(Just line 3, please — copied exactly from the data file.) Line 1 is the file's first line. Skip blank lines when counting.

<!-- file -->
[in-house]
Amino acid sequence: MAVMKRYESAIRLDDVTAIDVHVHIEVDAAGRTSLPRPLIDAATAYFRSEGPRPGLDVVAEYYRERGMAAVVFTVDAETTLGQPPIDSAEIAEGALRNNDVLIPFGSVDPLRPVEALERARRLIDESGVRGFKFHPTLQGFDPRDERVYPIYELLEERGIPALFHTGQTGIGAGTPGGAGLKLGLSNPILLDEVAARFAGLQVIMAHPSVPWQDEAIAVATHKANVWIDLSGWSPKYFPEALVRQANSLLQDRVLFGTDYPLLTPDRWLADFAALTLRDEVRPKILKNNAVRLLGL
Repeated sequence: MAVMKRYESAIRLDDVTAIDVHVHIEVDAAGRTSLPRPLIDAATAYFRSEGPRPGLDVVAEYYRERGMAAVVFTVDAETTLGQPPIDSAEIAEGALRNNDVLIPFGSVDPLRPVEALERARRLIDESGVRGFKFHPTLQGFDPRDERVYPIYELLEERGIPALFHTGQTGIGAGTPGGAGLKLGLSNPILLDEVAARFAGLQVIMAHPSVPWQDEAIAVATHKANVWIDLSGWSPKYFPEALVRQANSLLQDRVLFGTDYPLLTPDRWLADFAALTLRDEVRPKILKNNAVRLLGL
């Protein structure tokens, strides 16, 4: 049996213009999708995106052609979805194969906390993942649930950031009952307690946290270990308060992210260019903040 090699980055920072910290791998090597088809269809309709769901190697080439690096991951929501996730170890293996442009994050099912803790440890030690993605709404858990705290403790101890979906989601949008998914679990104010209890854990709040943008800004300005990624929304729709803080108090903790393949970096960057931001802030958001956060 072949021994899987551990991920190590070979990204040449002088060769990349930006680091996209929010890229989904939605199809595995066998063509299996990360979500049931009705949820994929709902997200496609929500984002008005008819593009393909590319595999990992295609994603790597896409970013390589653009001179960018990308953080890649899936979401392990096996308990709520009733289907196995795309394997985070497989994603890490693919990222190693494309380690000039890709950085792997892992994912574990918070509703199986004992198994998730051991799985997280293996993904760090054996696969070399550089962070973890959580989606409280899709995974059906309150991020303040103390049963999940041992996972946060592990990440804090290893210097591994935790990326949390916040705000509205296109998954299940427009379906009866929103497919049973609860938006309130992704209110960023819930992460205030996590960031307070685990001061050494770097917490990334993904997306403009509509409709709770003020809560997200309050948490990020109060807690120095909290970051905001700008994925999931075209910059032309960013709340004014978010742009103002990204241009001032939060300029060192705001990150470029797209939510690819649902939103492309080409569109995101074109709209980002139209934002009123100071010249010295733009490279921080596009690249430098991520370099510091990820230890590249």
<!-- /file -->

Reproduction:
Repeated sequence: MAVMKRYESAIRLDDVTAIDVHVHIEVDAAGRTSLPRPLIDAATAYFRSEGPRPGLDVVAEYYRERGMAAVVFTVDAETTLGQPPIDSAEIAEGALRNNDVLIPFGSVDPLRPVEALERARRLIDESGVRGFKFHPTLQGFDPRDERVYPIYELLEERGIPALFHTGQTGIGAGTPGGAGLKLGLSNPILLDEVAARFAGLQVIMAHPSVPWQDEAIAVATHKANVWIDLSGWSPKYFPEALVRQANSLLQDRVLFGTDYPLLTPDRWLADFAALTLRDEVRPKILKNNAVRLLGL